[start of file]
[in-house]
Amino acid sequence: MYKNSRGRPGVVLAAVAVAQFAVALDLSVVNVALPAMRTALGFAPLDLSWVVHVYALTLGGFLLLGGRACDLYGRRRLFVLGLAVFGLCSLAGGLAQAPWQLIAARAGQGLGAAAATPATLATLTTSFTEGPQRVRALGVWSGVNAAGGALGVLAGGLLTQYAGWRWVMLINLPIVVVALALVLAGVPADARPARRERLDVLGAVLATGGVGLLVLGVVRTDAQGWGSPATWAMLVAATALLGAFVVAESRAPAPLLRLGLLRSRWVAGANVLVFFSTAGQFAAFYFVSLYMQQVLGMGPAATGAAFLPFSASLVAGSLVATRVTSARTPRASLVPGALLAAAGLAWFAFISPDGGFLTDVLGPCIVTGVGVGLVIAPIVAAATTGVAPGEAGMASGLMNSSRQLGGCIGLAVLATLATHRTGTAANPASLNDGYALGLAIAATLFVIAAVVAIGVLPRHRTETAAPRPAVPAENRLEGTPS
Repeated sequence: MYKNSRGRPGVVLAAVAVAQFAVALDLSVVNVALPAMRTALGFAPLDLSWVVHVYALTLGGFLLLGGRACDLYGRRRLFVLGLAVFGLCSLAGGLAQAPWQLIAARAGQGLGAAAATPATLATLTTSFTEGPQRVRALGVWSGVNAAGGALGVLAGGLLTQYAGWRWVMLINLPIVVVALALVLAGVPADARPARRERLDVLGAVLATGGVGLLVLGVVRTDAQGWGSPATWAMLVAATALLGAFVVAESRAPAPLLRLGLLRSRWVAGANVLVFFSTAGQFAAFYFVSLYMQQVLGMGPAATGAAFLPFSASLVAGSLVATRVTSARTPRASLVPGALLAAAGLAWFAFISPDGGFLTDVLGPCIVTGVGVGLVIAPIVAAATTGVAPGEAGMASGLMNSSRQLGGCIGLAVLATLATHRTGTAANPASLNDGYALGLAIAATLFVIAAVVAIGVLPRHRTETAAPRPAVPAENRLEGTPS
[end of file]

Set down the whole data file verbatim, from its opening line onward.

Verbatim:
[in-house]
Amino acid sequence: MYKNSRGRPGVVLAAVAVAQFAVALDLSVVNVALPAMRTALGFAPLDLSWVVHVYALTLGGFLLLGGRACDLYGRRRLFVLGLAVFGLCSLAGGLAQAPWQLIAARAGQGLGAAAATPATLATLTTSFTEGPQRVRALGVWSGVNAAGGALGVLAGGLLTQYAGWRWVMLINLPIVVVALALVLAGVPADARPARRERLDVLGAVLATGGVGLLVLGVVRTDAQGWGSPATWAMLVAATALLGAFVVAESRAPAPLLRLGLLRSRWVAGANVLVFFSTAGQFAAFYFVSLYMQQVLGMGPAATGAAFLPFSASLVAGSLVATRVTSARTPRASLVPGALLAAAGLAWFAFISPDGGFLTDVLGPCIVTGVGVGLVIAPIVAAATTGVAPGEAGMASGLMNSSRQLGGCIGLAVLATLATHRTGTAANPASLNDGYALGLAIAATLFVIAAVVAIGVLPRHRTETAAPRPAVPAENRLEGTPS
Repeated sequence: MYKNSRGRPGVVLAAVAVAQFAVALDLSVVNVALPAMRTALGFAPLDLSWVVHVYALTLGGFLLLGGRACDLYGRRRLFVLGLAVFGLCSLAGGLAQAPWQLIAARAGQGLGAAAATPATLATLTTSFTEGPQRVRALGVWSGVNAAGGALGVLAGGLLTQYAGWRWVMLINLPIVVVALALVLAGVPADARPARRERLDVLGAVLATGGVGLLVLGVVRTDAQGWGSPATWAMLVAATALLGAFVVAESRAPAPLLRLGLLRSRWVAGANVLVFFSTAGQFAAFYFVSLYMQQVLGMGPAATGAAFLPFSASLVAGSLVATRVTSARTPRASLVPGALLAAAGLAWFAFISPDGGFLTDVLGPCIVTGVGVGLVIAPIVAAATTGVAPGEAGMASGLMNSSRQLGGCIGLAVLATLATHRTGTAANPASLNDGYALGLAIAATLFVIAAVVAIGVLPRHRTETAAPRPAVPAENRLEGTPS